By Euro Weekly News Media • 28 December 2015 • 16:40
CARPET HEAVEN: Fall in love with the myriad of patterns, colours and shapes at Kambyses.
IN the near future, our grandchildren will have to visit museums in order to view a Persian carpet up close. Far from an empty warning, this is, sadly, a harsh reality.
The Persian carpet trade (whose current state is symbolised by Puerto Banus haven, Kambyses’s, closing down sale) is on the way to extinction, and it isn’t because of a waning demand; on the contrary. The industry itself is dying, owing to the impossibility of making carpets in Iran at a low cost.
Kambyses was founded in 1978 by Kambiz Daemi, owner of one of the most renowned establishments dedicated to the millenary art of Persian carpets. Kambiz muses that he is closing his shop next to the bullring in Puerto Banus, not because he cannot make sales, but rather, because he cannot source new stock. He explains: “The rise in the cost of living in Iran and the effects of globalisation have made it impossible for the industry to thrive at competitive rates. Young Persians are seeking easier, less engaging ways to make a living. They aren’t willing to put in the time and sacrifice that older generations did. The industry of carpet-making is almost completely gone at this point.”
Currently, the totality of Persian carpets (stunning Ghom, Tabriz, Isfahan, Nain, Bidjar, Baluch and Ghashgai varieties) in Europe are being sold at prices much lower than their actual production costs in Iran and this is only possible thanks to establishments such as Kambyses, currently disposing of stock purchased at a time when prices were more competitive.
Kambiz says: “In Europe, manual craftsmanship is impossible because of the cost involved and the same phenomenon is occurring in Iran.”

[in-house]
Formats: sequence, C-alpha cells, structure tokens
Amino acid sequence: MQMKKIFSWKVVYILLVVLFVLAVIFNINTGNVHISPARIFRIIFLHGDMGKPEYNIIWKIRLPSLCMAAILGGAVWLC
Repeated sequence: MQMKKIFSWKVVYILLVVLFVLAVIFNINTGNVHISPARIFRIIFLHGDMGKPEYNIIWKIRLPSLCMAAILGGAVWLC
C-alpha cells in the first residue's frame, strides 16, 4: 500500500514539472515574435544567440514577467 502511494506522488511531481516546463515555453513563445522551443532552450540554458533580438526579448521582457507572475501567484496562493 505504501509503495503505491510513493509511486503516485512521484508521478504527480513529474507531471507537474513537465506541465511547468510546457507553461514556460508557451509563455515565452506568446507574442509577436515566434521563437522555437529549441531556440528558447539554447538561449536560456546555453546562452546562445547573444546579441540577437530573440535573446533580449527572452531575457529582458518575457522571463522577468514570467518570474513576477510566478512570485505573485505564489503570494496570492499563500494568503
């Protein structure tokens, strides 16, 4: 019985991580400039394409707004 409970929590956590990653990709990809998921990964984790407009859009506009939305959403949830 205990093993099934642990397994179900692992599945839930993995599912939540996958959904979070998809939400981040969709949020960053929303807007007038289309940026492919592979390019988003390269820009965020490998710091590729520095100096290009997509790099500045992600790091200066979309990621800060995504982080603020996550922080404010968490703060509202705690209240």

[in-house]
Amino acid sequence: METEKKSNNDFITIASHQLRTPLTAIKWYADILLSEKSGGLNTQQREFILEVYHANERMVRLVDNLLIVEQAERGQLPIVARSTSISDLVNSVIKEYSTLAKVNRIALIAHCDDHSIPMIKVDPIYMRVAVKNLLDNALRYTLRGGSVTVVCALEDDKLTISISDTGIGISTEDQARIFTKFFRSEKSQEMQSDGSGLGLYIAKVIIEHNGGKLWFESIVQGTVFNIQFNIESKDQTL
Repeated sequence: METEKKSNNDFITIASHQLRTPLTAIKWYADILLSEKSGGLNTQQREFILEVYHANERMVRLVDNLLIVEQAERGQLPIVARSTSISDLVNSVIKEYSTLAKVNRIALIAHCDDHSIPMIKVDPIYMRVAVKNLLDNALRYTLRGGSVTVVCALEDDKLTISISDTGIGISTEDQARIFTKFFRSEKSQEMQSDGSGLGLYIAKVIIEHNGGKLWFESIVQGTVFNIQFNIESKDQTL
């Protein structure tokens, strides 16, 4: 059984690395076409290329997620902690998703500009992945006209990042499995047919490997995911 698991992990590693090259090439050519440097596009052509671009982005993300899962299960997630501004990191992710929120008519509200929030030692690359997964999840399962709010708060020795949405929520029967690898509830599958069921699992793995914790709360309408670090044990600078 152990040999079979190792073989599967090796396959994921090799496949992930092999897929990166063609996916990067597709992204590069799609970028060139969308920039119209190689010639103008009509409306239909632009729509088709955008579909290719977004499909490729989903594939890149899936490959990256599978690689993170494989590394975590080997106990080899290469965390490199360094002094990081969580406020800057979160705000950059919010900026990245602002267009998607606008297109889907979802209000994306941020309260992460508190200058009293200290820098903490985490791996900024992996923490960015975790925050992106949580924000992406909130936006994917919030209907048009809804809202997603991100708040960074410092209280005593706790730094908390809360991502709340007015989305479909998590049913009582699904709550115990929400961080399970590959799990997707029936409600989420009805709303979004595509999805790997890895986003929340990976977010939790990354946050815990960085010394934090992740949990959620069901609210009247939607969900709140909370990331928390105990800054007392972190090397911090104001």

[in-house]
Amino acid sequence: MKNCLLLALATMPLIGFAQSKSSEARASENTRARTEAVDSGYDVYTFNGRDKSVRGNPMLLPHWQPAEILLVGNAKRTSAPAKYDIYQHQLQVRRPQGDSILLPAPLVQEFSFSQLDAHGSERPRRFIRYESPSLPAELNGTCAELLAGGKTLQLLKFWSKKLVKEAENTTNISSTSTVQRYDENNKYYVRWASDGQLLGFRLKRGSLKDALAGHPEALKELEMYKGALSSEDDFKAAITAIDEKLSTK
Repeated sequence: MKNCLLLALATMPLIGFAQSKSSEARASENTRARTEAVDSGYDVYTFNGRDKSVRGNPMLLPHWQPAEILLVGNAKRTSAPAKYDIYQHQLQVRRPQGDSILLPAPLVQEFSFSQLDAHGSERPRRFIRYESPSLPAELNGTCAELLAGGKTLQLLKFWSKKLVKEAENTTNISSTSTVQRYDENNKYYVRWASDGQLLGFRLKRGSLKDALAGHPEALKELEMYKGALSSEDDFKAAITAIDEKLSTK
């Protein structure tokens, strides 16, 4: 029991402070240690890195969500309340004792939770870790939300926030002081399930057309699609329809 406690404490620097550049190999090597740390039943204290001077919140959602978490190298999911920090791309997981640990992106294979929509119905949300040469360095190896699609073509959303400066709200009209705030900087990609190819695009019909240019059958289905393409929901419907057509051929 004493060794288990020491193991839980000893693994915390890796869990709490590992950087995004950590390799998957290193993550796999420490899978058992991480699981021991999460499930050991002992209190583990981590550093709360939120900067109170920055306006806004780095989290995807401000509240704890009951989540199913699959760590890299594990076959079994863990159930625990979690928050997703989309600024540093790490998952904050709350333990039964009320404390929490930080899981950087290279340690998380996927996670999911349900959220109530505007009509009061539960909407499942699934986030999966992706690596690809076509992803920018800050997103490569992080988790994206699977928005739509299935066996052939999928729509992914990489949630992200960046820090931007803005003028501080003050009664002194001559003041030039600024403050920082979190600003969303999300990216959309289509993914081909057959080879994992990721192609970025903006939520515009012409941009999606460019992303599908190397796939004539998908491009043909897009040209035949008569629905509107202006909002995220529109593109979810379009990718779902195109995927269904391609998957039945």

He predicts that once current stocks in shops throughout Europe disappear, the prices of carpets will skyrocket to what they used to be in the 1970s, when a silk Ghom Persian carpet with one million knots measuring 3x2m cost two million pesetas (the same price as an average apartment at that time).
Persian carpets don’t just make great investments; they are also an ideal way to liven up your home.
Kambyses is not just for those with deep pockets; buyers will find everything from small rugs costing less than €100, to beautiful silk carpets worth €150,000.
If you are looking to add a work of art at a very reasonable price this Christmas, step into Kambyses and allow yourself to fall in love with the myriad of patterns, colours and shapes. Better yet, grace your home with a piece of art that harks back to a millenary tradition which will soon be a thing of the past, yet remains an excellent investment for the future.
Kambyses also specialises in the cleaning and restoration of oriental carpets; during the period that the shop remains in liquidation, clients can bring in their carpets for these services.
Avda Pilar Calvo 43 (just before the Nueva Andalucía bullring), Marbella Tel: 952 812 222 – www.kambyses.com
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I’m hoping that with the reopening of Iran’s doors to exports, the oriental rug industry will have another boost. Good luck to Kambyses – and your patrons.
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